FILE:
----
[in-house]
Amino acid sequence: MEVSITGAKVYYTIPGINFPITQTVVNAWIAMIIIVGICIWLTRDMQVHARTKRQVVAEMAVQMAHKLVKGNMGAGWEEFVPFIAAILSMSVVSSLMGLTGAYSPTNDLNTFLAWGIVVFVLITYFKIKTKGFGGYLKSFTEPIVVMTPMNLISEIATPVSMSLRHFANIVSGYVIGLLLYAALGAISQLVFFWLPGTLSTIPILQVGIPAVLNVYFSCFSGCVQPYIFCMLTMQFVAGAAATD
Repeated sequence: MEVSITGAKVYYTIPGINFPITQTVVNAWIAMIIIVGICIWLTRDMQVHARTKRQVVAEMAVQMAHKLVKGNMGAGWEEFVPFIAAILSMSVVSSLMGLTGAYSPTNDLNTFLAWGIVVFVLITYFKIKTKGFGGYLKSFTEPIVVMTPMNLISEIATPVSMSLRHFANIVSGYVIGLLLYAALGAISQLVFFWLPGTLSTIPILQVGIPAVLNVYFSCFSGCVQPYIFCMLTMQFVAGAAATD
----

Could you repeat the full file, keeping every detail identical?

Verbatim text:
[in-house]
Amino acid sequence: MEVSITGAKVYYTIPGINFPITQTVVNAWIAMIIIVGICIWLTRDMQVHARTKRQVVAEMAVQMAHKLVKGNMGAGWEEFVPFIAAILSMSVVSSLMGLTGAYSPTNDLNTFLAWGIVVFVLITYFKIKTKGFGGYLKSFTEPIVVMTPMNLISEIATPVSMSLRHFANIVSGYVIGLLLYAALGAISQLVFFWLPGTLSTIPILQVGIPAVLNVYFSCFSGCVQPYIFCMLTMQFVAGAAATD
Repeated sequence: MEVSITGAKVYYTIPGINFPITQTVVNAWIAMIIIVGICIWLTRDMQVHARTKRQVVAEMAVQMAHKLVKGNMGAGWEEFVPFIAAILSMSVVSSLMGLTGAYSPTNDLNTFLAWGIVVFVLITYFKIKTKGFGGYLKSFTEPIVVMTPMNLISEIATPVSMSLRHFANIVSGYVIGLLLYAALGAISQLVFFWLPGTLSTIPILQVGIPAVLNVYFSCFSGCVQPYIFCMLTMQFVAGAAATD